Technology has been driving the goals of Vision 2030 across the economy. How is Saudi Cargo adopting technological solutions to further its goals?

Technology enables transparency and makes transactions faster in different industries. The airfreight industry benefits significantly from this, as customers are able to track shipments in real time and draw our attention to any problems. At the same time, it makes booking easier and faster. This is transparency at its best, and we intend to invest further on our IT infrastructure for the benefit of our customers. Saudia Cargo is digitalizing the transformation to enhance our customer experience. The world has become smaller, and it is now heavily dependent on technology. Whether we like it or not, the digital age will catch up with the airfreight industry. The fourth industrial revolution, generally known as Industry 4.0, is already here, and the earlier we embrace technological advancements, the better.

Another key part of the Vision is vocational and in-house training or human resource development in tandem with localizing the workforce. How has Saudia Cargo invested in this area?

Training is an essential pillar of our strategy. For example, we partnered with Gallup, the world's leading performance management consultant, to redesign our company culture to a more customer-centric focus approach. In addition, in April, we also signed an agreement with SACA and NTCFHM to train 873 employees in various aspects of airfreight and logistic operations. This training partnership will cover wide-ranging areas, including airport security, operational safety, GACA's by-laws and regulations, the rules of airfields, dangerous goods, plans to respond to emergency situations, airfreight terminology, and others. A total of 558 courses will be offered during this two-year partnership. Our Transformation plan is in line with the Kingdom's Vision 2030, which calls for more support to the labor market by improving their skills and knowledge at different levels. This is the Kingdom's investment in the future and we are a key part of it.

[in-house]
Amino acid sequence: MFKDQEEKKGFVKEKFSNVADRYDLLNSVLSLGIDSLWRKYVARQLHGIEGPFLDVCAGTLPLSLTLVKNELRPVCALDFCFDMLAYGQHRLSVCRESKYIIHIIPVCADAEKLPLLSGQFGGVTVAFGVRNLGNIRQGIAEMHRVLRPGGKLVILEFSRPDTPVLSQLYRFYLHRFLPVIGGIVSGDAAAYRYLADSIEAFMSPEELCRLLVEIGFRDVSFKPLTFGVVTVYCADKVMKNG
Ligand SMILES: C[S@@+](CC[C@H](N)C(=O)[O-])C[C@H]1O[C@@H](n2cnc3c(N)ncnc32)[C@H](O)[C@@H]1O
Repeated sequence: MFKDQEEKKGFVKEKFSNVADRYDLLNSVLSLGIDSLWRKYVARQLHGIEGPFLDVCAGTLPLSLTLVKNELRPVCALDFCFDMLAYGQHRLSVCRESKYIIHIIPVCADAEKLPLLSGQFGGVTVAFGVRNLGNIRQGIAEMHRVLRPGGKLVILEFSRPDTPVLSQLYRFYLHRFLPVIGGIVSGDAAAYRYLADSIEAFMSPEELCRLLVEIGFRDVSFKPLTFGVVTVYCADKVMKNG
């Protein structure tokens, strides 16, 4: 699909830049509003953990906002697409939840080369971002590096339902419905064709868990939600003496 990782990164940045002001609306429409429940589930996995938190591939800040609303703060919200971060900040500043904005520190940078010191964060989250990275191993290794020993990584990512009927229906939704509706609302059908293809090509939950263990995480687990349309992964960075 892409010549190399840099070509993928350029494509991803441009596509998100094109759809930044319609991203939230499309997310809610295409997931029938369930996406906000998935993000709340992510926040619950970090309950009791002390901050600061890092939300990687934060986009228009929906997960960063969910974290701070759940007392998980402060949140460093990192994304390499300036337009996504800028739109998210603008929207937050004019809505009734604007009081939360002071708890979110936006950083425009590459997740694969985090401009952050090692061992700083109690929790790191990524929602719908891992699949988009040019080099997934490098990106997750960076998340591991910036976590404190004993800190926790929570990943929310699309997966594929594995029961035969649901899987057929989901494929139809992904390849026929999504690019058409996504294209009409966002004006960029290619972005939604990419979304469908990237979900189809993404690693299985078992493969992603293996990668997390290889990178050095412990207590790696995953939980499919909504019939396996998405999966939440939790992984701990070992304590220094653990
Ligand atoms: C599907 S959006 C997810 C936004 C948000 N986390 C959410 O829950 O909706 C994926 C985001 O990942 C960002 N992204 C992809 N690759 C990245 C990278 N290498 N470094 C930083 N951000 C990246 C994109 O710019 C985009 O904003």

What are some of your goals and ambitions for 2018 and in the longer term?

My goals include transformation by 2020 that will eventually cater to Vision 2030. I focus on investing in our IT capabilities, people, machinery/equipment, and facilities. Saudia Cargo is heavily investing in infrastructural development. We have signed agreements with three major companies to construct a new cargo handling facility with a total investment of SAR1.4 billion (USD373.5 million) for both Jeddah and Riyadh. The current 35,000sqm facility at Jeddah's King Abdul Aziz International Airport (KAIA) will be upgraded to a 75,000sqm state-of-the-art cargo handling facility with special focus on cold chain, pharmaceutical, and dangerous goods handling. The first phase of the project will start in September 2018 and is expected to end in November 2019, while the second phase begins June 2020 and ends December 2021. Riyadh's King Khalid International Airport facility will be fully refurbished in phases, with a new 23,600-sqm unit with special focus on e-commerce and special handling. In 2018, we also inaugurated the cold storage facility for medical and pharmaceutical products at KAIA Cargo Terminal to meet the increasing demand for temperature-controlled shipments. The refrigerated warehouse was opened in conjunction with the launch of FlyPharma, a product designed specifically to meet the growing demand for the pharmaceutical and life sciences sector.